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Belgrade News: City moves closer to solving fire quandary

As the City of Belgrade grows, it faces challenges.  One is a state law that requires the city to have it’s own fire department once it hits 10,000 residents. The city is moving to change the law and continue Central Valley Fire operations.  If the city is forced to form it’s own department, taxes will have to go up.

City moves closer to solving fire quandary
Freddy Monares, Belgrade News staff writer Feb 15, 2018

The city of Belgrade is close to seeing a draft for a piece of legislation to change a requirement for the city to provide it’s own fire services once it hits a population of 10,000, which city officials say could happen by 2020.

Ted Barkley, city manger, is leading the effort to change the law and said he’s been meeting with fire chiefs, firefighters and city mangers to get their ideas on what a change should look like.

Currently the city contracts with Central Valley Fire District for its fire services because city officials said it’s a lot cheaper than having to provide its own fire department. The fire district spreads the costs for fire services beyond the city’s borders, which makes it cheaper than having residents within the city pony up the money for the services.

The local government interim committee is charged with studying and drafting legislation related to fire services. Barkley has been to meetings with the committee and said there has not been a lot of resistance to the change, but he expects more concerns would be raised as the fix gets closer.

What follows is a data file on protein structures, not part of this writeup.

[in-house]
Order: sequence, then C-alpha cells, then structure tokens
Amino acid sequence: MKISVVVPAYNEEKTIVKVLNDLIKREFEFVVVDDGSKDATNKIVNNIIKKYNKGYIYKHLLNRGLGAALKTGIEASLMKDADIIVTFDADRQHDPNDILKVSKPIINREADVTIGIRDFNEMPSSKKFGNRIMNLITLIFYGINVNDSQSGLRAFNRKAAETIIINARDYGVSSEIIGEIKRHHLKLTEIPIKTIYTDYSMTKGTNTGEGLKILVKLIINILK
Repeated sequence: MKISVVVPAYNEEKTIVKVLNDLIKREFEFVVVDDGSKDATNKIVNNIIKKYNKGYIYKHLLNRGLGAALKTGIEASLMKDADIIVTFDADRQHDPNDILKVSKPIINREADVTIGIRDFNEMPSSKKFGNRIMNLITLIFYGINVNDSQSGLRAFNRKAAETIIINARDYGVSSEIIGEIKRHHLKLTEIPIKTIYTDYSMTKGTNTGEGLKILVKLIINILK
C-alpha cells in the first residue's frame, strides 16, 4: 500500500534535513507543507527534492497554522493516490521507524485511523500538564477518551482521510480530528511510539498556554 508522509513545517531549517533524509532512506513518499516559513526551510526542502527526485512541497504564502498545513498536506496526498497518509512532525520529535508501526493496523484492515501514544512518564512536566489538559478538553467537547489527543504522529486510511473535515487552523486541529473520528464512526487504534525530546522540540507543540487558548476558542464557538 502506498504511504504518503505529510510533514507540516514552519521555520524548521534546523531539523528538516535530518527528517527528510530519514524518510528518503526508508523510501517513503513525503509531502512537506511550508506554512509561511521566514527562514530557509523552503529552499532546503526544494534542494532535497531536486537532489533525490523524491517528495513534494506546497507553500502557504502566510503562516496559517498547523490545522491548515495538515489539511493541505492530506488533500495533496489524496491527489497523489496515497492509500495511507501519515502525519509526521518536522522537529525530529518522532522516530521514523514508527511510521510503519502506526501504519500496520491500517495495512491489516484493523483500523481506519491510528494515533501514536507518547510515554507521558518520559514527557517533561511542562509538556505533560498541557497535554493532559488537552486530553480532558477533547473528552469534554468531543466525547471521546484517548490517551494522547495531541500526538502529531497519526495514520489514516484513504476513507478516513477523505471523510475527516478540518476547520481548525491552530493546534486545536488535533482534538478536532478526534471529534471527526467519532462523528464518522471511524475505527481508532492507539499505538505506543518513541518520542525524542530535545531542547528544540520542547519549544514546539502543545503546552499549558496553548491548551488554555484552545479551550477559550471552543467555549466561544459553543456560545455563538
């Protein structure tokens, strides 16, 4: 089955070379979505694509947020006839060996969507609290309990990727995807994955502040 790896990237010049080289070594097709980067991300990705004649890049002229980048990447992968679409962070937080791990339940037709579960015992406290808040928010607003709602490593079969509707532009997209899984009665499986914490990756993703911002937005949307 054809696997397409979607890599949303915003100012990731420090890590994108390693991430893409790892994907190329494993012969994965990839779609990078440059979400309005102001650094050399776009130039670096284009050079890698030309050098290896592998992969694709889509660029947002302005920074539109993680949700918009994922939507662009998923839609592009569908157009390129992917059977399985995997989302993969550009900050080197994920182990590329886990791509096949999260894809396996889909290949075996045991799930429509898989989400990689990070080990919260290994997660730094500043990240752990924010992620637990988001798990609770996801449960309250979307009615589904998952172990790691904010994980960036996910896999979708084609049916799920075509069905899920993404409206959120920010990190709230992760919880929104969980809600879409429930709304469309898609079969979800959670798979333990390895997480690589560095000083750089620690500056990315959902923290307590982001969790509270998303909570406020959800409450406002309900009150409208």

“There is broad recognition that Belgrade has an issue that needs to be addressed, and the only way that it could be addressed is through legislation,” Barkley said.

Rep. Mary Ann Dunwell is the vice chair for the interim committee. She said the city has been very proactive about changing the law.

During the 2017 regular legislative session, the city had proposed similar legislation to change the policy, but Dunwell said the legislators needed more time to perfect it. Instead, legislators voted to study the issue in the interim and, she said, come up with the public policy by studying what other states are doing and take input from other firefighting agencies.

“We needed to flush it out,” Dunwell said, and added, “This gives us time to really look at all of the issues and take advantage of the best opportunities.”

The interim committee is expected to have a draft of the legislation by the next meeting on March 14. Barkley said he would be able to outline what the legislation looks like at that point.

“That will be the next public discussion, and we’ll have the elements of a bill at that point,” he said.

Source: City moves closer to solving fire quandary